Gyran gave a little shrug. “My name is Gyran, and I am of the family Triskelion. I do not recall what made the name stick, but people often call me ‘the Triskelion’.”

“I’m new here,” said Alice, “so, er, what’s so special about her being ‘the Triskelion’?”

A Librarian sounded almost too awestruck to speak. “The- the Triskelion is the only current member of the Aeon Mages.”

“Oh! Those people who made the Causeways?”

[Indeed. No Offence, Gyran, But Seeing As I Have Neither Met You Before, Nor Been To Hollowed Hall, I Have No Means Of Judging The Veracity Of Your Quite Extraordinary Claims.]

“No offence taken. When the opportunity arises, miss… you look like a Twelfth-generation, am I correct?”

[Ah. Um. Yes, You Are Correct. Twelfth Zephyr Is My Preferred Shortening.]

“That would make you… the creation of Elphizur?”

[Yes. Erm, While This Knowledge Is Very Impressive Considering That I Observe No Reference Material, It Is Irrelevant To The General Concern Of You Being Or Not Being The Last Aeon Mage.]

“Indeed. I digress, and I must confess I was showing off somewhat,” said Gyran, remaining entirely stony-faced. “I will, when the opportunity arises, see if I can find something irrefutable.”

Alice was about to say something – another question – but was distracted by the sounds of rapidly approaching footsteps from deeper into the Hall. With a creak and a slam, a door hidden in the large bookcase across from the fireplace burst open, Red nearly tripping over himself as he entered.

“Ah,” said Gyran, “Red. Good of you to join us.”

It took a moment for him to get his breath back. “What happened? What set the Sign off?”

Alice glared at him. “Yeah, I’ve got some words to have with you about putting some kind of creepy tracking sign in my hand or something without my permission or knowledge.”

“Yes, yes, I’m very sorry and so forth, but are you okay? What happened?”

“They were being accosted by uncharacteristically aggressive ruins of the Coiled Empire,” said Gyran, “and Aidrailomon stabbed her through the sign to alert you before the significantly more dangerous ruins were upon them.”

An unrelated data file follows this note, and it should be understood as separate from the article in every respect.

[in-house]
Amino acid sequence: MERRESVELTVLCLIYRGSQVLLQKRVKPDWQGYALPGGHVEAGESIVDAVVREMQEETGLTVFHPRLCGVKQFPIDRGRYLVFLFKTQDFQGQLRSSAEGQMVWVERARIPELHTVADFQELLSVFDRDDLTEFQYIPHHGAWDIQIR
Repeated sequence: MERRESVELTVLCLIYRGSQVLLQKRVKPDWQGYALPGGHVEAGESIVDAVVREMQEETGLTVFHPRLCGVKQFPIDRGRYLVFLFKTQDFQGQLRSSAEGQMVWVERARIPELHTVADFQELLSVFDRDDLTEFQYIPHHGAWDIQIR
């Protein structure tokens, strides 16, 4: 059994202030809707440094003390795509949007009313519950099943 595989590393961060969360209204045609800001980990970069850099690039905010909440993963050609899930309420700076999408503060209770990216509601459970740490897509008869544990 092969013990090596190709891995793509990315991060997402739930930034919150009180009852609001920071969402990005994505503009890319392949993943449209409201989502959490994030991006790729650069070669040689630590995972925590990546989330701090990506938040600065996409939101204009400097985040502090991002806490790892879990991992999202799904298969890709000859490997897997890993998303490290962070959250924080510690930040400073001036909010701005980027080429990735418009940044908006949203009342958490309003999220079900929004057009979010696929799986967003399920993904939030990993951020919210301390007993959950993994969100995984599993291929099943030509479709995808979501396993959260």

Red blinked. “Who?”

“You may know him as Aidra?”

“I don’t think I’ve heard that name before.”

Gyran pointed at the fortune teller. “Him. I thought you two knew each other?”

Alice turned to him, but stopped when she saw his face. Nik’s brother had stopped smiling, which still looked like a weird expression on him. He looked shocked to his core, open-mouthed and wide-eyed, swaying slightly as he looked to Gyran.

Is he crying? Alice thought. His eyes were certainly glistening more than normal.

Gyran looked mildly concerned, too. “That is your name, is it not?”

Aidrailomon sniffed, loudly. “Everyone forgot. The Accusative Devourer…”

“Ah.” Gyran smiled softly. “My sympathies. With luck, it’ll start falling back into use as the Devourer’s influence over it starts to crumble.”

He grinned, wiping his eyes on his sleeve. “Should’a known you’d remember. Too dang old for the Devourer to steal your connections.”

Nik finally stopped looking shocked. “Aidra, I’m so sorry… I didn’t realise. I mean, my own brother! I forgot you had a name!”

Aidra snorted. “I didn’t remember I had a name until the whole tragic backstory thing a moment ago. Definitely not your fault. But, if you’re looking for something to recompense me with…”


“But I wanted a pony!”

“Wait,” said Nik, “how’s she your oldest friend if I haven’t ever met her?”

“Eh, it was before your time.”

“You’re nine years younger than me! There is no ‘before my time’ that isn’t before yours as well!”

Way before your time.”

“I am his chronologically oldest friend,” said Gyran.

Red, who like Alice had been watching the proceedings with some bafflement, realised something. “Wait, you stabbed her?